A Multi-Model Analysis of Aerosol Effects on Clouds Simulated By Global Climate Models

Wednesday, 17 December 2014
Steven John Ghan1, Minghuai Wang1, David Neubauer2, Ulrike Lohmann2, Sylvaine Ferrachat2, Toshihiko Takemura3, Daniel Partridge4, Yunha Lee5, Andrew Gettelman6, Hugh Morrison6 and Hailong Wang7, (1)Pacific Northwest National Lab, Richland, WA, United States, (2)ETH Swiss Federal Institute of Technology Zurich, Zurich, Switzerland, (3)Kyushu University, Fukuoka, Japan, (4)University of Oxford, Oxford, United Kingdom, (5)NASA GISS, New York, NY, United States, (6)NCAR, Boulder, CO, United States, (7)Pacific Northwest National Laboratory, Richland, WA, United States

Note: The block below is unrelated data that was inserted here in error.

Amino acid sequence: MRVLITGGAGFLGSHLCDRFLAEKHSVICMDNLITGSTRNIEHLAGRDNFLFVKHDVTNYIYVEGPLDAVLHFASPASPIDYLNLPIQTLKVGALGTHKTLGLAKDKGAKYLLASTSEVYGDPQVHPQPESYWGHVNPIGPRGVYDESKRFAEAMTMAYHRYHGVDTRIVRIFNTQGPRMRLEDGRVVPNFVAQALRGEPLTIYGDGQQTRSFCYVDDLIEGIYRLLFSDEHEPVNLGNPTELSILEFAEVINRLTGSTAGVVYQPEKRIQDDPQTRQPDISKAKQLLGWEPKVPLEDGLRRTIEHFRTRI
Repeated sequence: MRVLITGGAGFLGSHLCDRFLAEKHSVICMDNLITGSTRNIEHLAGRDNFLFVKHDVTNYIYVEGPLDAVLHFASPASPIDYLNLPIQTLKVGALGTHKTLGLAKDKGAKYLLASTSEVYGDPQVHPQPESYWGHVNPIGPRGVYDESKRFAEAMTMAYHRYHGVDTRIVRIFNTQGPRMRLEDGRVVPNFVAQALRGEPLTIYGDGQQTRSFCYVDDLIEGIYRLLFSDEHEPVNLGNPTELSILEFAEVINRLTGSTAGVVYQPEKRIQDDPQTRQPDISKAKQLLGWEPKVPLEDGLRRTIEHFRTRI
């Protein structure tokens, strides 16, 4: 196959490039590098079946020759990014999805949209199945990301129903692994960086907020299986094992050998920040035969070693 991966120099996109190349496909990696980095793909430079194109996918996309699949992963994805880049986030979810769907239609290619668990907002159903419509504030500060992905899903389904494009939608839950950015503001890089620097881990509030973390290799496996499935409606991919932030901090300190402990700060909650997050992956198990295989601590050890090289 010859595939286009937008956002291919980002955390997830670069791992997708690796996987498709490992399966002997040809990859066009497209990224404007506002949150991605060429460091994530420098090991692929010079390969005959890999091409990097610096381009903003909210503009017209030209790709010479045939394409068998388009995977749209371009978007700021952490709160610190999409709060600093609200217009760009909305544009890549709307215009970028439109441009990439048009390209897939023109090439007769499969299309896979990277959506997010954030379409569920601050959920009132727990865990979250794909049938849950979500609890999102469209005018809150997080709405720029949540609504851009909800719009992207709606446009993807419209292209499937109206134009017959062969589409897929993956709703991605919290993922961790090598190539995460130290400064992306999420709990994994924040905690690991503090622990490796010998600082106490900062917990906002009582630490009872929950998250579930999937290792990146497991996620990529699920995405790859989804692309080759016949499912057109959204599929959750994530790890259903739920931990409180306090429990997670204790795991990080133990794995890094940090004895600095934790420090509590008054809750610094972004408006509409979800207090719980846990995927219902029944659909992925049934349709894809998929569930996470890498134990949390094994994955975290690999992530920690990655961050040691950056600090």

Estimates of effective radiative forcing by aerosol-cloud interactions (ERFaci) have varied widely. These differences arise from differences in the simulation of multiple factors, including differences in emissions of aerosols and precursor gases, the efficiency of the production of cloud condensation nuclei (CCN) from the emissions, the sensitivity of cloud droplet number concentration to increases in CCN concentration, the sensitivity of cloud optical depth to increases in droplet number concentration, and the sensitivity of the planetary energy balance to changes in the cloud optical depth. The relative contributions of each of these factors to uncertainty in the estimated ERFaci have not been quantified. We have decomposed the ERFaci simulated by a variety of global aerosol models into these factors. We find that much of the uncertainty ERFaci is due to uncertainty in the response of droplet number to anthropogenic changes in CCN concentration and in the response of cloud liquid water path to changes in droplet number concentration. We will show examples of how observations can be used to constrain simulated values of each of the factors.